I was asked recently by a friend about my thoughts on the “Occupy Wall Street” movement. While people a heck of a lot smarter and more articulate than me have weighed in, most of it has been focused on finger-pointing (who’s to blame) and judgment (do they actually stand for anything, “its the Tea Party of the Left”).
As corny as it sounds, my first thought after hearing about “Occupy Wall Street” wasn’t about right or wrong or even really about politics: it was about John Steinbeck and his book The Grapes of Wrath . It’s a book I read long ago in high school, but it was one which left a very deep impression on me. While I can’t even remember the main plot (other than that it dealt with a family of Great Depression and Dust Bowl-afflicted farmers who were forced to flee Oklahoma towards California), what I do remember was a very tragic description of the utter confusion and helplessness that gripped the people of that era (from Chapter 5):
“It’s not us, it’s the bank. A bank isn’t like a man. Or an owner with fifty thousand acres, he isn’t like a man either. That’s the monster.”
“Sure,” cried the tenant men, “but it’s our land. We measured it and broke it up. We were born on it, and we got killed on it, died on it. Even if it’s no good, it’s still ours. That’s what makes it ours—being born on it, working it, dying on it. That makes ownership, not a paper with numbers on it.”
“We’re sorry. It’s not us. It’s the monster. The bank isn’t like a man.”
“Yes, but the bank is only made of men.”
“No, you’re wrong there—quite wrong there. The bank is something else than men. It happens that every man in a bank hates what the bank does, and yet the bank does it. The bank is something more than men, I tell you. It’s the monster. Men made it, but they can’t control it.
And therein lies the best description of the tragedy of the Great Depression, and of every economic crisis that I have ever read. The many un- and under-employed people in the US are clearly under a lot of stress. And, like with the farmers in Steinbeck’s novel, its completely understandable that they want to blame somebody. And, so they are going to point to the most obvious culprits: “the 1%”, the bankers and financiers who work on “Wall Street”.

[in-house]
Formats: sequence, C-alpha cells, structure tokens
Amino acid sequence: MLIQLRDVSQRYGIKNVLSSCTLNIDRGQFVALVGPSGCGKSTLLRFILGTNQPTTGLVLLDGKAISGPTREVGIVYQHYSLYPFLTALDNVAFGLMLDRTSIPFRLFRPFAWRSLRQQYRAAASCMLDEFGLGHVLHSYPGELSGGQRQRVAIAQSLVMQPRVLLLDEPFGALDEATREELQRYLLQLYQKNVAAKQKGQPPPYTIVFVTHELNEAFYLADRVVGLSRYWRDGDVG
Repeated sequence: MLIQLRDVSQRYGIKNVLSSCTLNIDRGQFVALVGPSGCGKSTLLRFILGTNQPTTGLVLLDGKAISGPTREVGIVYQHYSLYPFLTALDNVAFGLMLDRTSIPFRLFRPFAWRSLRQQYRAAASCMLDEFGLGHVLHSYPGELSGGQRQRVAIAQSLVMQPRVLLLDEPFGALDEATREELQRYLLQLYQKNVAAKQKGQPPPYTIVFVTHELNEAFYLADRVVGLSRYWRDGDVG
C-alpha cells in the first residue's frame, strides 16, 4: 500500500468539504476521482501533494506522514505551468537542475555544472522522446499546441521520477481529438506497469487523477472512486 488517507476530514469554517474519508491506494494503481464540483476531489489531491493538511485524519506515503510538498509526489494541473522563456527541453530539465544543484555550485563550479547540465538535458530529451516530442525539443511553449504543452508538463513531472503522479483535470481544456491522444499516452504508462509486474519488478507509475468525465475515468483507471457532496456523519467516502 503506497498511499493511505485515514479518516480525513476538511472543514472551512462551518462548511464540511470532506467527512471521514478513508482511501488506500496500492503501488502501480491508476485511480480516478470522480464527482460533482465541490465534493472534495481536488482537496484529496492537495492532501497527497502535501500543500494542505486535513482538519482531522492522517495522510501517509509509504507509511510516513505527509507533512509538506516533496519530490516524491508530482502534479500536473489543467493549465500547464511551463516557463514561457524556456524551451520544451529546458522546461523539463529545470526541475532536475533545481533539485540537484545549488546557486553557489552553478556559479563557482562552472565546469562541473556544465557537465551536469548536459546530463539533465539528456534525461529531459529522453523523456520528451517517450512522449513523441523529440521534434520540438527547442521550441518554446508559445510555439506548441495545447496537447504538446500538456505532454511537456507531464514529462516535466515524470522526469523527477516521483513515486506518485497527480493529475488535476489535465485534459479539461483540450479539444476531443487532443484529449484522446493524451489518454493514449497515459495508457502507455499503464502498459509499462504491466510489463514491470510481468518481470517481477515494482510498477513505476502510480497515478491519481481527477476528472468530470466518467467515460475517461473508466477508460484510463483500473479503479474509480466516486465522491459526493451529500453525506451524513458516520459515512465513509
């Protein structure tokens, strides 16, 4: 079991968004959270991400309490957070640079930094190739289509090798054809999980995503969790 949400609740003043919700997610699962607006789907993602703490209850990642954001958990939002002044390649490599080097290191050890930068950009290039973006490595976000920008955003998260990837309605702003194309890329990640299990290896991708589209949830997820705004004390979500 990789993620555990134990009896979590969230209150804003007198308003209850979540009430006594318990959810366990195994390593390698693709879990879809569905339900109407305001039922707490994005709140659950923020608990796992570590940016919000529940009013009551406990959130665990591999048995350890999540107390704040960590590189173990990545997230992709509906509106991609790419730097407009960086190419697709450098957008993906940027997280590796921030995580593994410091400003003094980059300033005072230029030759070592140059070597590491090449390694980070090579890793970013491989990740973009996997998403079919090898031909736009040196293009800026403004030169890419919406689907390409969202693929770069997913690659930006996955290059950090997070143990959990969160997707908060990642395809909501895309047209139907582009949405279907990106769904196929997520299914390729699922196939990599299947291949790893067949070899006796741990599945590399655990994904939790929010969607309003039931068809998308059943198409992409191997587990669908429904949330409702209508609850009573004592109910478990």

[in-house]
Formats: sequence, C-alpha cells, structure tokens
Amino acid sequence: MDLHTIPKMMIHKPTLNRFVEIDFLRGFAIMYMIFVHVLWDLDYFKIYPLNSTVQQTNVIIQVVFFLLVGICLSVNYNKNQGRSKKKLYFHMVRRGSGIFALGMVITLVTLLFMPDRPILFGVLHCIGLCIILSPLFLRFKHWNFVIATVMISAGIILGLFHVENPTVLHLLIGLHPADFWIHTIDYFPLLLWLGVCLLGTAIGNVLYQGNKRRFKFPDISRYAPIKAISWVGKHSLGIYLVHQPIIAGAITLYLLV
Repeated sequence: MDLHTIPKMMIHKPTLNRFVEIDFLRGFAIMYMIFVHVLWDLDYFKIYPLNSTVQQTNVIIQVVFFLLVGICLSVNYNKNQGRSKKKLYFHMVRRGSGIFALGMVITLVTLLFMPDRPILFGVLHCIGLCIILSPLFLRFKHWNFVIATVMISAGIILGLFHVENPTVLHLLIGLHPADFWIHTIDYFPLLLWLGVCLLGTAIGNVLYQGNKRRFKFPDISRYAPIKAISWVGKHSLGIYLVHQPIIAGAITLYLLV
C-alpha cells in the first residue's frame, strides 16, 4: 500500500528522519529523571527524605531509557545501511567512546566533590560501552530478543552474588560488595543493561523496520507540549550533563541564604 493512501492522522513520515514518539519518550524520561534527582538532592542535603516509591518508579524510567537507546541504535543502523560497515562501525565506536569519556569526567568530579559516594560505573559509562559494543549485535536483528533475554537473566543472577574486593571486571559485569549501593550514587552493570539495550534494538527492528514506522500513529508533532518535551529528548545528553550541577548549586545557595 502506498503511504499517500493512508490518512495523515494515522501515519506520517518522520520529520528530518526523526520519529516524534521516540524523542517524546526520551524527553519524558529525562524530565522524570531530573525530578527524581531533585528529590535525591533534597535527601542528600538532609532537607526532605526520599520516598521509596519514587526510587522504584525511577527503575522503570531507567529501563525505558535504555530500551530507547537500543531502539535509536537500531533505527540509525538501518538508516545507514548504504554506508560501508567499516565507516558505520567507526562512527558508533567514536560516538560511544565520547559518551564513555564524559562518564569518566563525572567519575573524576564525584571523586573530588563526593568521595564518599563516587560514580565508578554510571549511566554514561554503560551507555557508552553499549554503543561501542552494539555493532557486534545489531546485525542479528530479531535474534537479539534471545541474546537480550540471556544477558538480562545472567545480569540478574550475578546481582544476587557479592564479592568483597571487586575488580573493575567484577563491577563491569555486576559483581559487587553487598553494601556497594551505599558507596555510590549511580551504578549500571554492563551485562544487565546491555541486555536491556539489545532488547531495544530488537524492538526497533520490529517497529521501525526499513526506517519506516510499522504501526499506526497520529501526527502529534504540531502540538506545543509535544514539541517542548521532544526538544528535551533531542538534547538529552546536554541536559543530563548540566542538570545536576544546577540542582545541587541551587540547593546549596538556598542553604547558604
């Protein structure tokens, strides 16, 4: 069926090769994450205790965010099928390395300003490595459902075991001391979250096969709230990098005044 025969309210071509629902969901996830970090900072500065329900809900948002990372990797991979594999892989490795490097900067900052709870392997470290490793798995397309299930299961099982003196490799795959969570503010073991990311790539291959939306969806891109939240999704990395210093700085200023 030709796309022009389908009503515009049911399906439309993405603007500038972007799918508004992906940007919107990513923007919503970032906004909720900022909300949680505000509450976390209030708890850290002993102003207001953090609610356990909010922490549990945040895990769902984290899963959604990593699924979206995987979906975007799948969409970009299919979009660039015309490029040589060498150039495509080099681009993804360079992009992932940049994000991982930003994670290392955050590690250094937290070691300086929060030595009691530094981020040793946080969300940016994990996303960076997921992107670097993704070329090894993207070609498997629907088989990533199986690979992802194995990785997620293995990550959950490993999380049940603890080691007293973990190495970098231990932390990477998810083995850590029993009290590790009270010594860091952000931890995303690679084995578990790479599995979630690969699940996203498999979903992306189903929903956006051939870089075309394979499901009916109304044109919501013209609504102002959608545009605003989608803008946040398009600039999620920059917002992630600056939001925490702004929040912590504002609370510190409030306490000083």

But, I think Steinbeck understood this is not really about the individuals. Obviously, there was a lot of wrongdoing that happened on the part of the banks which led to our current economic “malaise.” But I think for the most part, the “1%” aren’t interested in seeing their fellow citizen unemployed and on the street. Even if you don’t believe in their compassion, their greed alone guarantees that they’d prefer to see the whole economy growing with everyone employed and productive, and their desire to avoid harassment alone guarantees they’d love to find a solution which ends the protests and the finger-pointing. They may not be suffering as much as those in the “99%”, but I’m pretty sure they are just as confused and hopeful that a solution comes about.
The real problem – Steinbeck’s “monster” – is the political and economic system people have created but can’t control. Our lives are driven so much by economic forces and institutions which are intertwined with one another on a global level that people can’t understand why they or their friends and family are unemployed, why food and gas prices are so expensive, why the national debt is so high, etc.
Now, a complicated system that we don’t have control of is not always a bad thing. After all, what is a democracy supposed to be but a political system that nobody can control? What is the point of a strong judiciary but to be a legal authority that legislators/executives cannot overthrow? Furthermore, its important for anyone who wants to change the system for the better to remember that the same global economic system which is causing so much grief today is more responsible than any other force for creating many of the scientific and technological advancements which make our lives better and for lifting (and continuing to lift) millions out of poverty such as those who live in countries like China and India.
But, its hard not to sympathize with the idea that the system has failed on its promise. What else am I (or anyone else) supposed to think in a world where corporate profits can go up while unemployment stays stubbornly near 10%, where bankers can get paid bonuses only a short while after their industry was bailed out with taxpayer money, and where the government seems completely unable to do more than bicker about an artificial debt ceiling?
But anyone with even a small understanding of economics knows this is not about a person or even a group of people. To use Steinbeck’s words, the problem is more than a man, it really is a monster. While we may not be able to kill it, letting it rampage is not a viable option either — the “Occupy Wall Street” protests are a testament to that. Their frustration is real and legitimate, and until politicians across both sides of the aisle and individuals across both ends of the income spectrum come together to find a way to “tame the monster’s rampage”, we’re going to see a lot more finger-pointing and anger.